Author On the Bookcase: Aimee Bender, author of The Particular Sadness of Lemon Cake

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Author On the Bookcase

Aimee Bender

Aimee BernderWelcome, Aimee Bender, author of The Particular Sadness of Lemon Cake! Aimee tell us about her book group of over 10 years. The first book discussion was Thomas Pynchon’s book Gravity’s Rainbow. Now, that's a heavy book, both in weight and subject! Learn how her book group broke down the 700+ page book. They definitely had a theme -- they went dancing in Gravity's Rainbow t-shirts! Through the years, Aimee relates how the "discussions of language and reading aloud and free association that includes talking about other books, our lives, specific passages, old TV programs, music," enhances the book conversation. Just like book groups everywhere -- finding the relevance to our world in the book! 

Take it away, Aimee!

My Book Group

"There was a very funny article in The Onion a bunch of years ago about a book group that after twenty minutes dissolved into a two hour discussion of Oscar contenders. So, I’ve had that book group experience, yes. I, too, have lots of opinions about Oscar contenders. But on the whole: I’m a fan of the concept. I’m very glad they exist.  I also appreciate the common combo of book group and delicious meal.

I’ve been a part of a book group for over ten years now, one made up of friends largely from my MFA time. Sometimes I find reading so private I don’t actually want to hear a lot of different opinions about what I just read for awhile—I want to stew on it on my own first-- but there are books I want to read that I am certain I will not, and cannot, read alone. Years ago, I’d heard talk of Thomas Pynchon’s book Gravity’s Rainbow, but when I picked it up on a shelf at a bookstore, by the end of page one I thought: there is no possible way I can read this by myself. A friend and teacher at UC Irvine, writer Michelle Latiolais, had once mentioned she’d love to put together a Gravity’s Rainbow class taught by both writers and physicists. Her idea stuck with me, and a year or so later, I made some calls and put an ad in the Cal Tech newsletter, asking interested parties to come join a new book group.  (And as I write this I am realizing that this does relate to my new book, as Cal Tech plays a small role there, and it’s a school I find very beautiful, with jacaranda trees lining the campus, and turtle ponds, containing real turtles.)

I was living in West Hollywood at the time, in a small one bedroom, and I got a lot of calls from Cal Tech students (this was 1999) and interest from some writer-type friends, and I told everyone to read chapter one, cleaned up my apartment, and stood at the door on the first afternoon, wondering who in the world might come.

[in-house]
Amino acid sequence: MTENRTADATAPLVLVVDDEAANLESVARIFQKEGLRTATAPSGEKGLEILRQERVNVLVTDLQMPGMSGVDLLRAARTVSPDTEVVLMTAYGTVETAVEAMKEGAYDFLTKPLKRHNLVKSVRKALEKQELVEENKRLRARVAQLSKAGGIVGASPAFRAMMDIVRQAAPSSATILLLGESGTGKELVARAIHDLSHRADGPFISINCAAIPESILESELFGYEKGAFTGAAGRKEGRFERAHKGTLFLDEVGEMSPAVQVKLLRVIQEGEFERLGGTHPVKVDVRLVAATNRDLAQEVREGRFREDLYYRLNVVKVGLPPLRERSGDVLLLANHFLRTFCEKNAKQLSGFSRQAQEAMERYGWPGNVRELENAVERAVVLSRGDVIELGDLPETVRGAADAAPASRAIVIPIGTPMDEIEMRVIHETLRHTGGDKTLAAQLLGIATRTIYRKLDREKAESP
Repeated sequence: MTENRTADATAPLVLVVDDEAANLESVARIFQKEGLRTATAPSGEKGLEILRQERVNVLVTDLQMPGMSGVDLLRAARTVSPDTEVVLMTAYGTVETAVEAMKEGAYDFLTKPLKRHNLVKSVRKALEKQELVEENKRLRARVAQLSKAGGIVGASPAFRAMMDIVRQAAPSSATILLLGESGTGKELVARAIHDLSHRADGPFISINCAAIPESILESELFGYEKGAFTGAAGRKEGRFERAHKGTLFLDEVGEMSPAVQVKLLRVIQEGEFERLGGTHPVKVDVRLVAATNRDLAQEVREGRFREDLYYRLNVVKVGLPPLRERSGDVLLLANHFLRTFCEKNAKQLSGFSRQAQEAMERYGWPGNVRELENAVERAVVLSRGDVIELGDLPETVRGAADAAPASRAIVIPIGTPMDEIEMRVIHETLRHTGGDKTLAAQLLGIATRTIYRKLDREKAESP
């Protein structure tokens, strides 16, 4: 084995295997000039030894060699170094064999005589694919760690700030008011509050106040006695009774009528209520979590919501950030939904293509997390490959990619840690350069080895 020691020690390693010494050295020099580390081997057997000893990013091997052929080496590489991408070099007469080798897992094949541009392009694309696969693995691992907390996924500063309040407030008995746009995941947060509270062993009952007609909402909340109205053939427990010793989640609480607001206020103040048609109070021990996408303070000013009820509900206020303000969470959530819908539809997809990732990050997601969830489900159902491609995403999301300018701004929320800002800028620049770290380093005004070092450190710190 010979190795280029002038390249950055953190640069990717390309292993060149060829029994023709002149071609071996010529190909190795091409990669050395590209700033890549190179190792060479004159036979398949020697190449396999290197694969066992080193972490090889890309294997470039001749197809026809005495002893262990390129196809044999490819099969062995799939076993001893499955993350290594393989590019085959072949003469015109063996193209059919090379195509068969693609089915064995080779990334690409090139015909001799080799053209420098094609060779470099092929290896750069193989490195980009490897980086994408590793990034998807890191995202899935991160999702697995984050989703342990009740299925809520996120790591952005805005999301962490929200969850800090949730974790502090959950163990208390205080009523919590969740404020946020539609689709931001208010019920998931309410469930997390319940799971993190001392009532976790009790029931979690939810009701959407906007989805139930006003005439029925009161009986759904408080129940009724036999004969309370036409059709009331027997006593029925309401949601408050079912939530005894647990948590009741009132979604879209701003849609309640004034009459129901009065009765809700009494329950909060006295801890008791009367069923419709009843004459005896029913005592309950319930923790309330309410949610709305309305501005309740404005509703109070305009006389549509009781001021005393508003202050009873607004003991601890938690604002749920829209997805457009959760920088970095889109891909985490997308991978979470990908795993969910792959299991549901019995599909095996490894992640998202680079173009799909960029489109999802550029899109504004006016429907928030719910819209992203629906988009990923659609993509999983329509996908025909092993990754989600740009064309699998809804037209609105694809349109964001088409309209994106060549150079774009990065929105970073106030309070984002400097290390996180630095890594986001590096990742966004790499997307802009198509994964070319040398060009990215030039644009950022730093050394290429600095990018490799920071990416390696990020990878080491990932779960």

Strangers and friends climbed the whitewashed stairs, stood by the cheese tray, chatted. ‘I saw the ad,’ explained the scientists, and it was like early internet dating, for book compatibility. By twenty minutes in, about twenty people had shown up: around ten physicists, and ten literary types: poets, fiction writers, a few lit crit people. We squished into my living room, sitting on the floor because I had nowhere near enough chairs, and went around the room and introduced ourselves: hi I’m Jane, I write sestinas, Hi, I’m Tom, I work with robots. It was like travel, like finding oneself in a new country hearing a new language.

Gravity’s Rainbow has a lot of rocket science in it, as Pynchon used to study physics himself, and worked for Boeing as a technical writer, and it was immediately helpful to have the scientists explaining that realm. We planned to meet weekly, on Sunday evenings.

The thing is, Gravity’s Rainbow is long, 700 plus pages, and I couldn’t read more than 30 pages a week, and even that felt challenging to me, so it took almost a year for us to finish the book, which we completed by designing a t-shirt (with five zeroes on the front and a great rocket drawing on the back, which we made a big effort to try to get to Pynchon though I don’t think we ever did) and going out dancing. A couple scientists wore capes.

Book group attrition was high, and by the end, what had once been a mighty twenty had become seven or eight, but those seven or eight read carefully, and enthusiastically, and I have lines and lines of carefully inscribed margin notes in my copy of the book. On the whole, it was a great experience. It was just that: an experience.

One science/literary couple did form, but after we finished, new activities cropped up for everyone and I lost touch with most of the people. A small version of the rest of the group plowed on, taking on Tristram Shandy next, (all of this helping to fill in the major, major gaps I have in my reading) and we continue to read books none of us might willingly tackle solo, and the best discussions have come from intricate discussions of language and reading aloud and free association that includes talking about other books, our lives, specific passages, old TV programs, music, the works. Whatever we can grab onto that gets us closer to the book. It’s a great way to see friends, a tremendous potluck, and I love it."

The Particular Sadness of Lemon CakeThanks so much, Aimee, for sharing your book group experiences with us. Check out The Particular Sadness of Lemon Cake. Great discussible topics -- family, food, coming of age, with a little bit of magic!

See more on Aimee's website.

Have you had a large book that your group needed more than one month to read and discuss? Tell us your story.

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Particular Sadness of Lemon Cake

Particular Sadness of Lemon Cake is such an interesting concept. I wonder what sparked this idea.